Notes from all over

by GDA gda@accessmn.com

7-30-2015

Well, it is a fact: computers are here to stay. They have invaded every facet of our lives, from business, publishing, science, even telling us how to cook. You can't drive down a street without seeing several people walking along playing with their telephones. It has gotten so bad that many have forgotten what it is to think; their phone does it for them.
This isn't all bad, but it does have me wondering.
I remember buying new computers and a printer for one of our newspapers and then finding out the printer wasn't working with the computers. When I called the people who sold it, they said they had a new program to fix this problem, and it would be ours, free, in about three months. Just think, they knowingly sold a product that didn't work.
Now we are finding out that we are not safe using our beloved computers, i-Pads, i-Phones, etc. There are people out there called "hackers" and they spend every waking minute trying to get into your computers. Then they insert a virus that will completely screw up your computer. What they really like is hacking into the personnel data base of companies and getting information about their employees. They can use that information to steal from your accounts or even buy tons of items on your accounts. Yes, you probably can get some of that corrected, but in the meantime, watch out.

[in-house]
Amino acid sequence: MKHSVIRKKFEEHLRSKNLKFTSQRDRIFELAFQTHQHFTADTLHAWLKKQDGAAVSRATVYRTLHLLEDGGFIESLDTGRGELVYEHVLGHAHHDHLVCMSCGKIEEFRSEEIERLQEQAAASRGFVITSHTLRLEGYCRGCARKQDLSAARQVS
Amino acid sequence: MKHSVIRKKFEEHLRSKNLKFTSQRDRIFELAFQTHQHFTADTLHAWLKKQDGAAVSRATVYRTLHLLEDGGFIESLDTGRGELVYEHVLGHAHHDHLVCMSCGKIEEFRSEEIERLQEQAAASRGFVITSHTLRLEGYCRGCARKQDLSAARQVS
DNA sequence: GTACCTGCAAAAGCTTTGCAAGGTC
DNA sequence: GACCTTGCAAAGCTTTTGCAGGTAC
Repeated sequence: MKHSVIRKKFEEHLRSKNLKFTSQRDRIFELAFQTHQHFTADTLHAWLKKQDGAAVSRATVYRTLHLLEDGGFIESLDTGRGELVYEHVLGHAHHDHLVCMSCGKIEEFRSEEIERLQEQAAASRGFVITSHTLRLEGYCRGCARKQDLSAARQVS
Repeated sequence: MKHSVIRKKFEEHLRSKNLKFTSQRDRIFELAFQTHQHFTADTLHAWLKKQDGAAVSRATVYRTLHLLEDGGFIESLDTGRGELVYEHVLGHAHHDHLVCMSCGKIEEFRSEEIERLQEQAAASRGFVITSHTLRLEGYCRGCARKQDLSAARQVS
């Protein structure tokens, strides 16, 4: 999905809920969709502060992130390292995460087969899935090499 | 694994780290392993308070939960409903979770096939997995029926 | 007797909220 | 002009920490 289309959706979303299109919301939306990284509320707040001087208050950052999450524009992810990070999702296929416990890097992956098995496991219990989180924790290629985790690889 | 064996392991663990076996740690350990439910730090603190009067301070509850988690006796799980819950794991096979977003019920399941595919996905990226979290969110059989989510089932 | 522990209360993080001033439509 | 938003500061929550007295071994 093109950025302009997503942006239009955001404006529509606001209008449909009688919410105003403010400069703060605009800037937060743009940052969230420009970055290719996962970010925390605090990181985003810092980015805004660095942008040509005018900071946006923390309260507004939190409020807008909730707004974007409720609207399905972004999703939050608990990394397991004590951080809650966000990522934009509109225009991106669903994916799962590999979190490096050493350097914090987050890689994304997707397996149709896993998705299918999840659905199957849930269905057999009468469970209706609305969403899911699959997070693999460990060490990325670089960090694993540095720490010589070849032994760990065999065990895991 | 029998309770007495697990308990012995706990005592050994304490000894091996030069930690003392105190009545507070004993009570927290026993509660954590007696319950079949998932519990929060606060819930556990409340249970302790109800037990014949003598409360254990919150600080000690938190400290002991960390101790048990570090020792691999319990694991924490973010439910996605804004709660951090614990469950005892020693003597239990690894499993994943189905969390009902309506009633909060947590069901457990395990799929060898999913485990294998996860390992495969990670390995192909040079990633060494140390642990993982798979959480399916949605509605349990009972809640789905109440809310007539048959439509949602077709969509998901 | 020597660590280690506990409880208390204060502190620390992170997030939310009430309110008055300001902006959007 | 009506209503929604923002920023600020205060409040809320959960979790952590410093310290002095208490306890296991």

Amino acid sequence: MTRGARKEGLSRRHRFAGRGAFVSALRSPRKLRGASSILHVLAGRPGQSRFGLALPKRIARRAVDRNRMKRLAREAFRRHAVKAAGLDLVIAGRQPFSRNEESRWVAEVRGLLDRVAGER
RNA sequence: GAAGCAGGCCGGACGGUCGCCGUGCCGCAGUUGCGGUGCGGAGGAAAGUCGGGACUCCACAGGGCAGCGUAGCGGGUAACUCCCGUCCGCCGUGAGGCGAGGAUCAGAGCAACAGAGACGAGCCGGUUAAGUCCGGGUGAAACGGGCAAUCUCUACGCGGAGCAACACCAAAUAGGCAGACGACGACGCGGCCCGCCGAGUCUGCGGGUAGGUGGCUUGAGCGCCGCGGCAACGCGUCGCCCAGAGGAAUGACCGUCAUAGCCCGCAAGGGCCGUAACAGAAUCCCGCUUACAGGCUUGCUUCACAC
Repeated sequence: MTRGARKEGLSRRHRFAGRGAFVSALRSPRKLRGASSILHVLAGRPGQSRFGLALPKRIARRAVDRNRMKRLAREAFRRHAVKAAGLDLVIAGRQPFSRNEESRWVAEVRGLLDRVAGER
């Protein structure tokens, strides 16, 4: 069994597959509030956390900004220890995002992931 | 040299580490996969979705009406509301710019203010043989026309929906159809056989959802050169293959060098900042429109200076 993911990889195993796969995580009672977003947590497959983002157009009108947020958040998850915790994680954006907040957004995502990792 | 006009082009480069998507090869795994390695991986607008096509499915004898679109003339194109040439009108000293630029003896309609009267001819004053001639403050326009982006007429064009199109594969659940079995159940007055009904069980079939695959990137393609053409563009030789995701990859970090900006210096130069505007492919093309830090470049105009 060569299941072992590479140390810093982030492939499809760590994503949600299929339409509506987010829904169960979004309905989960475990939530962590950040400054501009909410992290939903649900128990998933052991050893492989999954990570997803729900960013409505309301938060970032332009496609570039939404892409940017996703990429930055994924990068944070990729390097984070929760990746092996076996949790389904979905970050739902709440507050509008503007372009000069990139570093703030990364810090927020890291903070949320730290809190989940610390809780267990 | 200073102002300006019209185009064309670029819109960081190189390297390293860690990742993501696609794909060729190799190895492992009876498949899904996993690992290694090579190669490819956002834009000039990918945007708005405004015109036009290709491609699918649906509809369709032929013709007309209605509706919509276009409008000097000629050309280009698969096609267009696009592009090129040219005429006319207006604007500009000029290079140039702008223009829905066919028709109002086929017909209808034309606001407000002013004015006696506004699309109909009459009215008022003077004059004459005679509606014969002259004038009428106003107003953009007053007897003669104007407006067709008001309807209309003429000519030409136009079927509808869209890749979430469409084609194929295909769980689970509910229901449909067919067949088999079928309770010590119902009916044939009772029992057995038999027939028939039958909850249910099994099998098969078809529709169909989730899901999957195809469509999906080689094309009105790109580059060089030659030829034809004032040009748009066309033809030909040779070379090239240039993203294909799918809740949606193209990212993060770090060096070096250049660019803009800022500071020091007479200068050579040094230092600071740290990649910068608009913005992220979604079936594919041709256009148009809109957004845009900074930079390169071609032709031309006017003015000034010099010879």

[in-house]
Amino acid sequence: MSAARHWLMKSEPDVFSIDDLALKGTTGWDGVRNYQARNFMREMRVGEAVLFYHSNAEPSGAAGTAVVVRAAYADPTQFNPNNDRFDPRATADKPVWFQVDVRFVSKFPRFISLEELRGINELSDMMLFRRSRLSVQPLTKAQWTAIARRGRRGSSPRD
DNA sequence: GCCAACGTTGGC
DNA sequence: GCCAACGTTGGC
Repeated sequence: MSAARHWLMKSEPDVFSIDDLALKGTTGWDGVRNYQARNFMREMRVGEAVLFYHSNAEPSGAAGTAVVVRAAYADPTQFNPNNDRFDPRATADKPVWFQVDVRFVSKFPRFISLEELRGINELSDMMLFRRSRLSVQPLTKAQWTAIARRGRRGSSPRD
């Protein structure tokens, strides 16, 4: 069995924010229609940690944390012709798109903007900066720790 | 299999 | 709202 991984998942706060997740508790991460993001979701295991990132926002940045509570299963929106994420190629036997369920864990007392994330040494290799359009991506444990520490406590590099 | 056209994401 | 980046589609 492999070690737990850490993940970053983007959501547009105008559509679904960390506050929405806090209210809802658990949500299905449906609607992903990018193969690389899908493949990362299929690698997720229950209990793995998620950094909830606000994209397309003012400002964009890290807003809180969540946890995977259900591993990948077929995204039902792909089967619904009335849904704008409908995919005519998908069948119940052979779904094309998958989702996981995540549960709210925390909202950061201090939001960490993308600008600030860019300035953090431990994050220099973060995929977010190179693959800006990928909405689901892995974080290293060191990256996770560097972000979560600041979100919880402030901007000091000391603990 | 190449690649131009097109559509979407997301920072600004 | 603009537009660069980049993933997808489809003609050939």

The computers were a godsend to the newspaper industry, but now they are being abused by many. Some reporters, editors and even publishers would rather surf the Internet for stories than go out and actually cover the events themselves. You will notice in some dailies, and even some weeklies with lazy editors, that the same story will grace their front page as others have and many will take credit for the story, even though they didn't write it. The art of reporting is going away because of that.
Now, some newspapers share stories with others that they trust and that is good. To be a legal newspaper for a municipality, a newspaper is supposed to have half the news or more locally generated. This has never been checked on, but look at any newspaper you buy and see where the news comes from.
In the meantime, be careful with those electronic gizmos. Way back in the '60s, while in Air Force Intelligence, I was part of a team to write a new program. We were level six while the best that the public had was level 4. In other words, there are governments who are light years ahead of the public as far as the computer world.
The trouble is, we are losing the ability to actually write stories and sentences. If you send an email, you use a lot of letters that are supposed to mean something. Grammar goes out the window.
Will people in our future look back at us as being lazy? Will good writing and grammar be ancient?
Now, if this darn computer doesn't lose this story in cyberspace
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Can you believe it, we have one month of summer left? Enjoy it while you can.


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